There are a number of character actors that have made their name in horror and science fiction and become major stars to fans of genre film. Boris Karloff, Bela Lugosi, Peter Cushing and Christopher Lee all became typecast in horror, never really escaped the genre. Actors like Robert Englund, Roddy McDowall and Doug Bradley shared the same fate. While many of these performers have been embraced by the genre and its fans, a few of them have not. The actors we’ll be looking at for the purposes of this list certainly have their fans, they aren’t as easily recognizable. They were never tied to an iconic character, they never got leading man roles, and they took smaller parts. While their appearances were always memorable, they were never at the center of the movie, and thus these actors sadly never went on to stardom. But even if we can’t always name them, we can embrace the work they have done.
David Warner is an Emmy winning English actor who has appeared in countless roles since the 1960’s. He has also been seen in the major motion pictures Titanic, Time After Time, A Midsummer Night’s Dream, Time Bandits, A Christmas Carol and Tron. To horror fans, he’d be most known for his roles in The Omen, Waxwork, Scream 2, My Best Friend is a Vampire and In the Mouth of Madness. Warner often plays sinister, villainous characters, but can also be seen in heroic mentor roles. He most recently appeared in the Showtime series Penny Dreadful, playing quintessential vampire hunter Abraham Van Helsing.George Buck Flower
George Buck Flower seemed to have no problem being typecast. Because of his demeanor and gruffness he was almost always cast as drunk or homeless character. He played them exceptionally well, though, and was frequently utilized by John Carpenter when the director needed any such role. He almost always played the same type of character, but he did it ncredibly well. While he was never a leading man or even a featured role in any of the films he appeared in, Flower’s horror credentials are nonetheless impressive. He appeared in The Fog, Escape from New York, Pumpkinhead, They Live, Puppet Master II, Village of the Damned, Wishmaster and countless others before his death in 2004.
Dick Miller has had a long, incredible career in Hollywood. He has popped up in over a hundred films, many of them made with Roger Corman during that director’s heyday. Some of his standout features with Corman include A Bucket of Blood, It Conquered the World, Little Shop of Horrors and The Terror. He has also appeared in every single film from director Joe Dante, who considers Miller somewhat of a good luck charm. Some of his later, standout roles include The Howling, Gremlins, The Terminator, Night of the Creeps, Chopping Mall, Twilight Zone: The Movie and Demon Knight. In most of these, he played a likable everyman character that audiences could understand and relate to, even if he was not the focal point of the film. He has also just produced a documentary about his life, appropriately titled That Guy Dick Miller.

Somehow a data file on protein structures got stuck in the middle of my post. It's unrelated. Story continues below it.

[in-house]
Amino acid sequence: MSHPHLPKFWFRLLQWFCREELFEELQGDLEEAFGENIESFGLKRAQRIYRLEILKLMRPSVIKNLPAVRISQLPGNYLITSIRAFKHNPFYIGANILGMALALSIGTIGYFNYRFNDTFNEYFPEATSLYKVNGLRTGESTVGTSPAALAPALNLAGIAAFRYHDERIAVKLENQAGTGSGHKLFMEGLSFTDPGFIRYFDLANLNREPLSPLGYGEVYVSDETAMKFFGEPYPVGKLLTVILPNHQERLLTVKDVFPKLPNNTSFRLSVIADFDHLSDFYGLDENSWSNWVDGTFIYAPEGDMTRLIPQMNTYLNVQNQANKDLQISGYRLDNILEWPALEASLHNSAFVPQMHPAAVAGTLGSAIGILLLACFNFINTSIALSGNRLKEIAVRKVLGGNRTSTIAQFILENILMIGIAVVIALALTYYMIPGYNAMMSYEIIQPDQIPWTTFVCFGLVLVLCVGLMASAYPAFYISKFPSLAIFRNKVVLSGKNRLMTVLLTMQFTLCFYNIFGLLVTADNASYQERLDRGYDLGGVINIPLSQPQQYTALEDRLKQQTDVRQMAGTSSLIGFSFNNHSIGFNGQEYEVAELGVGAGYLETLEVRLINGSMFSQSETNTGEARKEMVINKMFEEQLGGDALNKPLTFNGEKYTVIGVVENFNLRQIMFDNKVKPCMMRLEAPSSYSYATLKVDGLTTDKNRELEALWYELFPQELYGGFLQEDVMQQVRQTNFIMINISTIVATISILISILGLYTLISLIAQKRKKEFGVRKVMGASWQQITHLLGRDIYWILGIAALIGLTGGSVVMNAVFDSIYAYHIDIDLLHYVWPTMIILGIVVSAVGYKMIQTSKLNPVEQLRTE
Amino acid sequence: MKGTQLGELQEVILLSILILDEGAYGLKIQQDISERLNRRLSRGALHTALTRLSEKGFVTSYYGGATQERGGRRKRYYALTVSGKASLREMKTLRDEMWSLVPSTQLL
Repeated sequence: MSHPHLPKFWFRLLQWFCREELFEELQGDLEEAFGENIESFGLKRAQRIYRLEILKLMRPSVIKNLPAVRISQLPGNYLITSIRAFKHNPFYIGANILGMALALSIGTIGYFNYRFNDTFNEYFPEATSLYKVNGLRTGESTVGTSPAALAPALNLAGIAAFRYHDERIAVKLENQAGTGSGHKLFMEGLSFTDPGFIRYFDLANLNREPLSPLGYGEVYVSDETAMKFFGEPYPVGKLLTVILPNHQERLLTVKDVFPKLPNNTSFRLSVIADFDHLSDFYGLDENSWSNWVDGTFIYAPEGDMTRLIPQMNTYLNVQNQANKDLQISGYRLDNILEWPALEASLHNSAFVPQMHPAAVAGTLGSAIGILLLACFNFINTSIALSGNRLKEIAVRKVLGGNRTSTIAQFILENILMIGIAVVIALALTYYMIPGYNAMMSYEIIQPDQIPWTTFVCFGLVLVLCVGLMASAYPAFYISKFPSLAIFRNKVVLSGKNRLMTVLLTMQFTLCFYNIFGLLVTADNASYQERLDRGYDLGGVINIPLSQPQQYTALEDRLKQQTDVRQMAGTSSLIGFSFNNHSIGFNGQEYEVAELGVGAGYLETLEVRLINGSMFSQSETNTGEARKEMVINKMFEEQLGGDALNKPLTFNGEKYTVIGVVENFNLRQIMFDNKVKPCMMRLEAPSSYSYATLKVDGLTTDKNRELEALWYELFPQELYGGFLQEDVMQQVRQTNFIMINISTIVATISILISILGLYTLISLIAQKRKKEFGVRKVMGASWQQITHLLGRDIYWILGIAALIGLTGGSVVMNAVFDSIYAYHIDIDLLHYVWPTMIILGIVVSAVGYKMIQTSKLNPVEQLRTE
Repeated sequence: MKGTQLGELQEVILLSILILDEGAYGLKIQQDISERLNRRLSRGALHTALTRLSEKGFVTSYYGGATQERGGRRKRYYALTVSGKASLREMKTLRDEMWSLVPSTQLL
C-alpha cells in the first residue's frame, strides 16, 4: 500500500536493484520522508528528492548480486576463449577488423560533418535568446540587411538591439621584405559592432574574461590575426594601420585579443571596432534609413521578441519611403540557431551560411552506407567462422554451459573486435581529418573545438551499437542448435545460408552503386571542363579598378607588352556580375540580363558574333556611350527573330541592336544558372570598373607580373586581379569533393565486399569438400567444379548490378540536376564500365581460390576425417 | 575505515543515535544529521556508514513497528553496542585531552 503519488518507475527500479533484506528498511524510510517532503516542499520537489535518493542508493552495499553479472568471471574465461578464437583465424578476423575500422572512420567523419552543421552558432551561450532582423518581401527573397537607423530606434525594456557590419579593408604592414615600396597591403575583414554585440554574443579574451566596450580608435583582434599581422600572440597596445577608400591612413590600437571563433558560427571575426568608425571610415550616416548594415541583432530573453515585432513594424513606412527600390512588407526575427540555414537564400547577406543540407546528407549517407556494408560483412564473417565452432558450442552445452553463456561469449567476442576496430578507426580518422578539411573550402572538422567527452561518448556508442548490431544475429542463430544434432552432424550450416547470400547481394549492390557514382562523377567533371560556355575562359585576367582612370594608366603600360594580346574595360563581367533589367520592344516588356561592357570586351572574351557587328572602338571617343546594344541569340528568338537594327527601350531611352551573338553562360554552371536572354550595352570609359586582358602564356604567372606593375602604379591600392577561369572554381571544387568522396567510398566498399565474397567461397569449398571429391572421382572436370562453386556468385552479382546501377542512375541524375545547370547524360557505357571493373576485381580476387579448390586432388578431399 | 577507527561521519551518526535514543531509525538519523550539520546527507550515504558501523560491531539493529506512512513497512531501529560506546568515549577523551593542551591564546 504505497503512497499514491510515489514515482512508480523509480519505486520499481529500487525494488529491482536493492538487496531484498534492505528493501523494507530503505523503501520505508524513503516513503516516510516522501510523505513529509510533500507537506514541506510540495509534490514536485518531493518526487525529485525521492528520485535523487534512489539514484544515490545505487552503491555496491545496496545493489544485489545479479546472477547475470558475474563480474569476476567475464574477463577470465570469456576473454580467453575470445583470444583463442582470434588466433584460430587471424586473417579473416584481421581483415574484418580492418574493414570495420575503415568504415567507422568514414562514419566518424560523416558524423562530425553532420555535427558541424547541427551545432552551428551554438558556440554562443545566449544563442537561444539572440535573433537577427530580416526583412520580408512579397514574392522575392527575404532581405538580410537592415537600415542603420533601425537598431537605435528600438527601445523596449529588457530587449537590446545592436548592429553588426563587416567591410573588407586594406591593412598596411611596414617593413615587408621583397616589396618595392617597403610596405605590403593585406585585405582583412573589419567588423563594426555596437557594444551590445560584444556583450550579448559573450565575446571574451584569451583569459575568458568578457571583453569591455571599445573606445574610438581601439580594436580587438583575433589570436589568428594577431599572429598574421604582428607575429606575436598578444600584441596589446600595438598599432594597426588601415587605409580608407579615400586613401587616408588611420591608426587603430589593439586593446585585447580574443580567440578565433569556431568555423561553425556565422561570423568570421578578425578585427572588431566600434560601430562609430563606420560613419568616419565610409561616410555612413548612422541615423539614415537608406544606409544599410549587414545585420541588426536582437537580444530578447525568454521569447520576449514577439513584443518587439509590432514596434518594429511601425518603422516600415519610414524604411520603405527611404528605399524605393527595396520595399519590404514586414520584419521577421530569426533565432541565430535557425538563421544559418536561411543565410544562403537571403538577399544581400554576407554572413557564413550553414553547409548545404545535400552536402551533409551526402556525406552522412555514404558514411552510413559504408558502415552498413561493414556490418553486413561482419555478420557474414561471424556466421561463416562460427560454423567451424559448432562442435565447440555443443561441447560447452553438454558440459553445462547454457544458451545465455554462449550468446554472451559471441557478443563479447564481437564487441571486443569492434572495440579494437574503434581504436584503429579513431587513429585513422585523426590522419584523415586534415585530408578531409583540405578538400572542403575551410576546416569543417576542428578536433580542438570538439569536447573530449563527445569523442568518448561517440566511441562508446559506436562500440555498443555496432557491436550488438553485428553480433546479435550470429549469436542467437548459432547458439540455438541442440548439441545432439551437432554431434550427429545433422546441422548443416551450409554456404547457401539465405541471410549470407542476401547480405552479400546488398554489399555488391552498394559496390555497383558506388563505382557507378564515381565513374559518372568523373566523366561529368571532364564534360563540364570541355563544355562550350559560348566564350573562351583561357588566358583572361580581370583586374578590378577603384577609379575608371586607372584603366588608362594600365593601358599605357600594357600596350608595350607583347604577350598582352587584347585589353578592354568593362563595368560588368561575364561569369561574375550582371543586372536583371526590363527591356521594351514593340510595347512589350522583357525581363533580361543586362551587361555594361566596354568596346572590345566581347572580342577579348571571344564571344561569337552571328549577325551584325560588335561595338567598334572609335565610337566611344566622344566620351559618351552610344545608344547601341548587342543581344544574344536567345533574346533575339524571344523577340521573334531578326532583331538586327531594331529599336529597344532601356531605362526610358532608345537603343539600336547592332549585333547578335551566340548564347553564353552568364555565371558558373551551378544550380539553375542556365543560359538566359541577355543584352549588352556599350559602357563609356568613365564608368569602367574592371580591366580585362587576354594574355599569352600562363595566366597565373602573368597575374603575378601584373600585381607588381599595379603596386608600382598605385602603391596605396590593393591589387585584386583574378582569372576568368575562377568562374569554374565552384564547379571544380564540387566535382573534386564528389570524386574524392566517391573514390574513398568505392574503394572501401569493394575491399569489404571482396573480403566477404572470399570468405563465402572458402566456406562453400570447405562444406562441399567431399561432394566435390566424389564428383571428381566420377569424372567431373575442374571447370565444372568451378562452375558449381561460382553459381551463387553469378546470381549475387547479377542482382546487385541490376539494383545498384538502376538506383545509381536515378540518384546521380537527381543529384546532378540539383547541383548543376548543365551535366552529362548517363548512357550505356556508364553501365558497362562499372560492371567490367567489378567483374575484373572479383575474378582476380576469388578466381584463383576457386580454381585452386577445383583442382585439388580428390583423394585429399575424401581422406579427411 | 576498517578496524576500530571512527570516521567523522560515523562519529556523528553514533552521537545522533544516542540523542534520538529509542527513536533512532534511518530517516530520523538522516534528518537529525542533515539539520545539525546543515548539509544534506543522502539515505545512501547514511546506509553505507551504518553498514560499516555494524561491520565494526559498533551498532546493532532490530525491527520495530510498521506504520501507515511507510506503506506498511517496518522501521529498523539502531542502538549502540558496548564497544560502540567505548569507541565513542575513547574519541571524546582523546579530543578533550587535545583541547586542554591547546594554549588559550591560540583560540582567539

Royal Dano would probably not want to be remembered for his horror roles. He enjoyed a lengthy mainstream career before making his way into independent horror pictures. He had already done movies like The Red Badge of Courage and The Right Stuff long before making appearances in films like House II: The Second Story, Ghoulies II and Killer Klowns from Outer Space. He was already elderly by the time he began appearing in 1980’s B-Movies and died of a heart attack following an automobile accident in 1994.
Matt Frewer is another charismatic actor who has played a range of roles from incredibly sinister to harmlessly quirky. He quickly made a name for himself as a character actor and while the parts he plays are not always large, they are always memorable. He has appeared in major films like Monty Python’s The Meaning of Life, Honey, I Shrunk the Kids and Watchmen, as well as popping up in a recurring role on the SyFy TV series Eureka. Horror fans may recognize him best from The Stand, Quicksilver Highway, Lawnmower Man 2, Dawn of the Dead (2004), Riding the Bullet and Desperation.